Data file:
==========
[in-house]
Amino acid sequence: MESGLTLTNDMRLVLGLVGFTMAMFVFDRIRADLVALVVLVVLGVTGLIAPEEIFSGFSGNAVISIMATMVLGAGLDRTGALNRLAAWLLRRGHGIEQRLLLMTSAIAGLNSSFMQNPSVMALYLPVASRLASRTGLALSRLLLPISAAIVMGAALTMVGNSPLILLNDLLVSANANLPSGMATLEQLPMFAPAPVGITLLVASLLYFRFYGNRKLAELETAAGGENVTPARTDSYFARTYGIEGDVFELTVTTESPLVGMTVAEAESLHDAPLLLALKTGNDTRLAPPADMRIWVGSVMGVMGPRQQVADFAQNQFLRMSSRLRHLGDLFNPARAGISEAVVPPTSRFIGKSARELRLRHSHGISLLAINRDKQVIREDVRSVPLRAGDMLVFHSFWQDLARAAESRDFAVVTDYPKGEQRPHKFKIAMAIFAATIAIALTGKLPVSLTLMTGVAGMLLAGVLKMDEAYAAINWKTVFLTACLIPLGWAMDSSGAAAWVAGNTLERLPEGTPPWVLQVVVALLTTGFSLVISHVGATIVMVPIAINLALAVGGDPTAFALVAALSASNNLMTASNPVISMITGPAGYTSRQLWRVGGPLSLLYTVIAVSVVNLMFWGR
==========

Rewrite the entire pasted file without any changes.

[in-house]
Amino acid sequence: MESGLTLTNDMRLVLGLVGFTMAMFVFDRIRADLVALVVLVVLGVTGLIAPEEIFSGFSGNAVISIMATMVLGAGLDRTGALNRLAAWLLRRGHGIEQRLLLMTSAIAGLNSSFMQNPSVMALYLPVASRLASRTGLALSRLLLPISAAIVMGAALTMVGNSPLILLNDLLVSANANLPSGMATLEQLPMFAPAPVGITLLVASLLYFRFYGNRKLAELETAAGGENVTPARTDSYFARTYGIEGDVFELTVTTESPLVGMTVAEAESLHDAPLLLALKTGNDTRLAPPADMRIWVGSVMGVMGPRQQVADFAQNQFLRMSSRLRHLGDLFNPARAGISEAVVPPTSRFIGKSARELRLRHSHGISLLAINRDKQVIREDVRSVPLRAGDMLVFHSFWQDLARAAESRDFAVVTDYPKGEQRPHKFKIAMAIFAATIAIALTGKLPVSLTLMTGVAGMLLAGVLKMDEAYAAINWKTVFLTACLIPLGWAMDSSGAAAWVAGNTLERLPEGTPPWVLQVVVALLTTGFSLVISHVGATIVMVPIAINLALAVGGDPTAFALVAALSASNNLMTASNPVISMITGPAGYTSRQLWRVGGPLSLLYTVIAVSVVNLMFWGR